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No common soul. In youth by science nursed,
And led by nature into a wild scene
Of lofty hopes, he to the world went forth
A favoured Being, knowing no desire
Which genius did not hallow; 'gainst the taint
Of dissolute tongues, and jealousy, and hate,
And scorn, against all enemies prepared,
All but neglect. The world, for so it thought,
Owed him no service; wherefore he at once
With indignation turned himself away,
And with the food of pride sustained his soul
In solitude. Stranger! these gloomy boughs
Had charms for him; and here he loved to sit,
His only visitants a straggling sheep,
The stone-chat, or the glancing sand-piper:
And on these barren rocks, with fern and heath,
And juniper and thistle, sprinkled o'er,
Fixing his downcast eye, he many an hour
A morbid pleasure nourished, tracing here
An emblem of his own unfruitful life :
And, lifting up his head, he then would gaze
On the more distant scene,-how lovely 'tis
Thou seest, and he would gaze till it became
Far lovelier, and his heart could not sustain
The beauty, still more beauteous! Nor, that time,
When nature had subdued him to herself,
Would he forget those Beings to whose minds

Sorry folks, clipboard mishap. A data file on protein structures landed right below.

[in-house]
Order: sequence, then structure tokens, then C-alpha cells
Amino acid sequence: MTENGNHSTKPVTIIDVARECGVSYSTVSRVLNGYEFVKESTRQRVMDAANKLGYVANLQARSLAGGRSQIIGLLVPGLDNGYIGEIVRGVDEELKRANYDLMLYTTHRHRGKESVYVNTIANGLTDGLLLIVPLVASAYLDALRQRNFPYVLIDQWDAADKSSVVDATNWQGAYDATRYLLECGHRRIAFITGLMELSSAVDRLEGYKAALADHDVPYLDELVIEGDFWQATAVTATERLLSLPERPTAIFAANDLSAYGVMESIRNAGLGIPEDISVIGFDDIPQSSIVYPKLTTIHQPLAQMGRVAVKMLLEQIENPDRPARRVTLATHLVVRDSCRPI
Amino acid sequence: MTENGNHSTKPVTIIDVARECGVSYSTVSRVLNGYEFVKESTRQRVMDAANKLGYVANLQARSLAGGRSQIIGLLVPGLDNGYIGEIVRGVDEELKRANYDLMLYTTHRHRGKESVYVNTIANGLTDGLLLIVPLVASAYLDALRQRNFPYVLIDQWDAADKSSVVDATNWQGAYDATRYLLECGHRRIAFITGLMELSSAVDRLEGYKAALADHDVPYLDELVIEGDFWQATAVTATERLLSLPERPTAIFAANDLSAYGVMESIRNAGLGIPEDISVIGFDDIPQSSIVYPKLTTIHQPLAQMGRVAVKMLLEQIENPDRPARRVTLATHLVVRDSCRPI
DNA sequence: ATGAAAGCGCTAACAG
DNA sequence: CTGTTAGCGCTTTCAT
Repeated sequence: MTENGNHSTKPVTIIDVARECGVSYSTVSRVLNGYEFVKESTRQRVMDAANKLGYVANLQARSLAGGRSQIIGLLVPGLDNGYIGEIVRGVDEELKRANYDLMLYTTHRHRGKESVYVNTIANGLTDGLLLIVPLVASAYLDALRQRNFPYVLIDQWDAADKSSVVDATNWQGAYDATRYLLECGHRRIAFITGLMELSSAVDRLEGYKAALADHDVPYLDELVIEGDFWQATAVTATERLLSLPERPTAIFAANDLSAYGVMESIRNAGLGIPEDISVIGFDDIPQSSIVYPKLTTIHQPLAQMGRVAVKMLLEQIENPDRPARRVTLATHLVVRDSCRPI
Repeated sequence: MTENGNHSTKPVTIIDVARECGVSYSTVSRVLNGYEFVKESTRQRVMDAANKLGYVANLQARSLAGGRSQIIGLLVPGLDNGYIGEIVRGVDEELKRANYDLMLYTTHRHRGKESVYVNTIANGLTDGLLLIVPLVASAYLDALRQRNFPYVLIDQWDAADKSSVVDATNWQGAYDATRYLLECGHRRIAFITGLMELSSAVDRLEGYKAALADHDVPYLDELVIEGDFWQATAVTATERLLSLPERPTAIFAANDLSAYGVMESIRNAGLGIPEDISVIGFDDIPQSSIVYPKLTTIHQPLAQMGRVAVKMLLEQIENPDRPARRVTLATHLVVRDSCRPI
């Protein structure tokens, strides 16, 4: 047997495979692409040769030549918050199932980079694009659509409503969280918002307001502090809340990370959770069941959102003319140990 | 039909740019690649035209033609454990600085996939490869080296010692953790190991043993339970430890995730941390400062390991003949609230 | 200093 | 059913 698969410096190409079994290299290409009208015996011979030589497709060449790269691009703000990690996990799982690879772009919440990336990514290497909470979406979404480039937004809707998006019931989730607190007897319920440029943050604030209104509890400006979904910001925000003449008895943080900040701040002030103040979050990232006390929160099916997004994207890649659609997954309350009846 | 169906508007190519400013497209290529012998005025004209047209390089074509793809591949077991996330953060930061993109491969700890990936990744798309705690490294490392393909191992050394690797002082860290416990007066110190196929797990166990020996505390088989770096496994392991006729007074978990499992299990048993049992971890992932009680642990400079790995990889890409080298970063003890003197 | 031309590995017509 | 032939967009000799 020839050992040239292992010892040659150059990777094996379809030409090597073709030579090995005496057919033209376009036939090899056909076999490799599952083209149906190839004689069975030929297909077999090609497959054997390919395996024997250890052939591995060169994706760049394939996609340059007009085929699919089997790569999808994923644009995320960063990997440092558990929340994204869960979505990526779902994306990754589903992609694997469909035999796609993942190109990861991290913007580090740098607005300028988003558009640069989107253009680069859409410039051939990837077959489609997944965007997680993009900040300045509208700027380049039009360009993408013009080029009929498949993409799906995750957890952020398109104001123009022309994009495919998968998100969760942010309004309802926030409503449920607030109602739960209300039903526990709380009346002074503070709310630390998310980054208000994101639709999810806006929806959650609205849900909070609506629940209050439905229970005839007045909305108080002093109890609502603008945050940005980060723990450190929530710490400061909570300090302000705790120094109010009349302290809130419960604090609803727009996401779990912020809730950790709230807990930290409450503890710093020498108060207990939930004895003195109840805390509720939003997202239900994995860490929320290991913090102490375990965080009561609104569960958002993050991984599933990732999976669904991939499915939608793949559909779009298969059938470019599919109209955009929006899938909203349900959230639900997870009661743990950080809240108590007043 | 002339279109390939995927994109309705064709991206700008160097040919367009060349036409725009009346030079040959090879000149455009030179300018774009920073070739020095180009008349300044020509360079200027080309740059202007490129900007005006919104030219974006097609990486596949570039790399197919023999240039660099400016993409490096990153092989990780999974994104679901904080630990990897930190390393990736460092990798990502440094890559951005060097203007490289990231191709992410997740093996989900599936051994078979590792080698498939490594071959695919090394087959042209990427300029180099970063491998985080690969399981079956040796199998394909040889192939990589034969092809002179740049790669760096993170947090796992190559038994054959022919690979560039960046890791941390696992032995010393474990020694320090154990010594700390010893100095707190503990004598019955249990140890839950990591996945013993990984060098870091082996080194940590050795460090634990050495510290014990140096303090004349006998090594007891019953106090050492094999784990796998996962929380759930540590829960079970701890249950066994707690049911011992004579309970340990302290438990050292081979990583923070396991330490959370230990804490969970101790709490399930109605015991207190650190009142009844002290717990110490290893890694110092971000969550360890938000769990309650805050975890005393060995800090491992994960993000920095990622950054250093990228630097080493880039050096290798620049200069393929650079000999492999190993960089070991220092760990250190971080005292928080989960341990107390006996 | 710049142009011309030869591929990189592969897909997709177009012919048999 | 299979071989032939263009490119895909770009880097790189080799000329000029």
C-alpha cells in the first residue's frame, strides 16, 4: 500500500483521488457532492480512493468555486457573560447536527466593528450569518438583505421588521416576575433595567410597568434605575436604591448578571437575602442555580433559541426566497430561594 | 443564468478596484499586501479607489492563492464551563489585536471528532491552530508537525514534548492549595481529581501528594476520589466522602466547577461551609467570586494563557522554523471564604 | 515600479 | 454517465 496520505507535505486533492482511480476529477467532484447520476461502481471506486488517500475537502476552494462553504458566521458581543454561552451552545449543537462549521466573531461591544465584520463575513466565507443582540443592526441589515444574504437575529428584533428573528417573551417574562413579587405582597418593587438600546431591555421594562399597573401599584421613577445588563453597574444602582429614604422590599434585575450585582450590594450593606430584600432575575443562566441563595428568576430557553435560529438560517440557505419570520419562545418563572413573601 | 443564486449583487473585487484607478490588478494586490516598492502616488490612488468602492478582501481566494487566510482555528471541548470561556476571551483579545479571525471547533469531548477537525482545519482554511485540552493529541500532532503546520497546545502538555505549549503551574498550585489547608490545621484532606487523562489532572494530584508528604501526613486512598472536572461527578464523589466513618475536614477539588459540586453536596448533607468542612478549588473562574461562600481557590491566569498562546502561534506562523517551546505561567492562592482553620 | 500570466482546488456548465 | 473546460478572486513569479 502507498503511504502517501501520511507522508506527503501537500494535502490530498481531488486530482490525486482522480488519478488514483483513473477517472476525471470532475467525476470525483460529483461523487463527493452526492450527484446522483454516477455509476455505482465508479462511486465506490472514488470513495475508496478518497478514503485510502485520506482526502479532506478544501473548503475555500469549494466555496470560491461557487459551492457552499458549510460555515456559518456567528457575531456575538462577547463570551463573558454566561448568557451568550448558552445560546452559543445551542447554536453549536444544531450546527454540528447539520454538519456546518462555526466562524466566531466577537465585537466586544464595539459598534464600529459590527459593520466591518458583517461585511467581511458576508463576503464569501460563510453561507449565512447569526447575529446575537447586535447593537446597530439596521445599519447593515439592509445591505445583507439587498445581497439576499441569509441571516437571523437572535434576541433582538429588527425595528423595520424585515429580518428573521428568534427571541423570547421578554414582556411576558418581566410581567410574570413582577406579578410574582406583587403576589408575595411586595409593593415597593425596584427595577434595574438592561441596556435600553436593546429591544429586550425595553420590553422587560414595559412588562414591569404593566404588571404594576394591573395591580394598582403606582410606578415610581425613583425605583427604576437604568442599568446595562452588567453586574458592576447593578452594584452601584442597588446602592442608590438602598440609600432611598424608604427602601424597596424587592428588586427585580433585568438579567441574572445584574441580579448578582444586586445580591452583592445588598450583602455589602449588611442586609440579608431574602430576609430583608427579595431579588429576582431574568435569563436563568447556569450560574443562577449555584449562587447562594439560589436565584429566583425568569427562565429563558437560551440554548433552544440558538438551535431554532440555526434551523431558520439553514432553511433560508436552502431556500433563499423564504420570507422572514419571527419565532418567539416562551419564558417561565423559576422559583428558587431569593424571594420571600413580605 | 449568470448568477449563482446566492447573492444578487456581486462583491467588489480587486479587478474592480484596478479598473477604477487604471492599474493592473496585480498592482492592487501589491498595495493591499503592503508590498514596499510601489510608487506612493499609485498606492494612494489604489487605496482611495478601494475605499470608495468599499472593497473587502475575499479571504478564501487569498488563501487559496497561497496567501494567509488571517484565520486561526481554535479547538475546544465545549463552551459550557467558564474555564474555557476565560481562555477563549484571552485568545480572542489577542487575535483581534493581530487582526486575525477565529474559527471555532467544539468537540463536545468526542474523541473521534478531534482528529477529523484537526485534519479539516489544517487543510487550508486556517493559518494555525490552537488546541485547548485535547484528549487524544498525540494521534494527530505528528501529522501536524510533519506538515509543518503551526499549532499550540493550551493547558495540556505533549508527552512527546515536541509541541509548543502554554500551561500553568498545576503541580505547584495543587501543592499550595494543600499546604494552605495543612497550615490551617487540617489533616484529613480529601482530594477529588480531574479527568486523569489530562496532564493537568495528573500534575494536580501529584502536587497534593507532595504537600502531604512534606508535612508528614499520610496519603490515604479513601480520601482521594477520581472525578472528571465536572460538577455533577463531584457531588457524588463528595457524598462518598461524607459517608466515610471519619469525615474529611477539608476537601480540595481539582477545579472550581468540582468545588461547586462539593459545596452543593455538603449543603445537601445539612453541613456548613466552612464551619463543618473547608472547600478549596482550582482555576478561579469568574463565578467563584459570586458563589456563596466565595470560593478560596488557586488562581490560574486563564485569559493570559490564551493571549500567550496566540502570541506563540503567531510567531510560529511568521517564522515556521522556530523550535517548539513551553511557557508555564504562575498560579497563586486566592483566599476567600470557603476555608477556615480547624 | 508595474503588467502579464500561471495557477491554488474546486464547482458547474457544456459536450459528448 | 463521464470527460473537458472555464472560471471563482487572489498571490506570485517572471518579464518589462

Warm from the labours of benevolence
The world, and human life, appeared a scene
Of kindred loveliness: then he would sigh,
Inly disturbed, to think that others felt
What he must never feel and so, lost Man!
On visionary views would fancy feed,
Till his eye streamed with tears. In this deep vale
He died,—this seat his only monument.
If Thou be one whose heart the holy forms Of young imagination have kept pure, Stranger! henceforth be warned; and know that pride,
Howe'er disguised in its own majesty,
Is littleness; that he who feels contempt
For any living thing, hath faculties
Which he has never used; that thought with him
Is in its infancy. The man whose eye
Is ever on himself doth look on one,
The least of Nature's works, one who might move
The wise man to that scorn which wisdom holds
Unlawful, ever. O be wiser, Thou!
Instructed that true knowledge leads to love;
True dignity abides with him alone
Who, in the silent hour of inward thought,
Can still suspect, and still revere himself,
In lowliness of heart.
INCIDENTS UPON SALISBURY PLAIN.
PREFIXED TO THE FIRST EDITION OF THIS POEM, PUBLISHED IN 1842.
Nor less than one-third of the following poem, though it has from time to time been altered in the expression, was published so far back as the year 1798, under the title of "The Female Vagrant." The extract is of such length that an apology seems to be required for reprinting it here: but it was necessary to restore it to its original position, or the rest would have been unintelligible. The whole was written before the close of the year 1794, and I will detail, rather as matter of literary biography than for any other reason, the circumstances under which it was produced.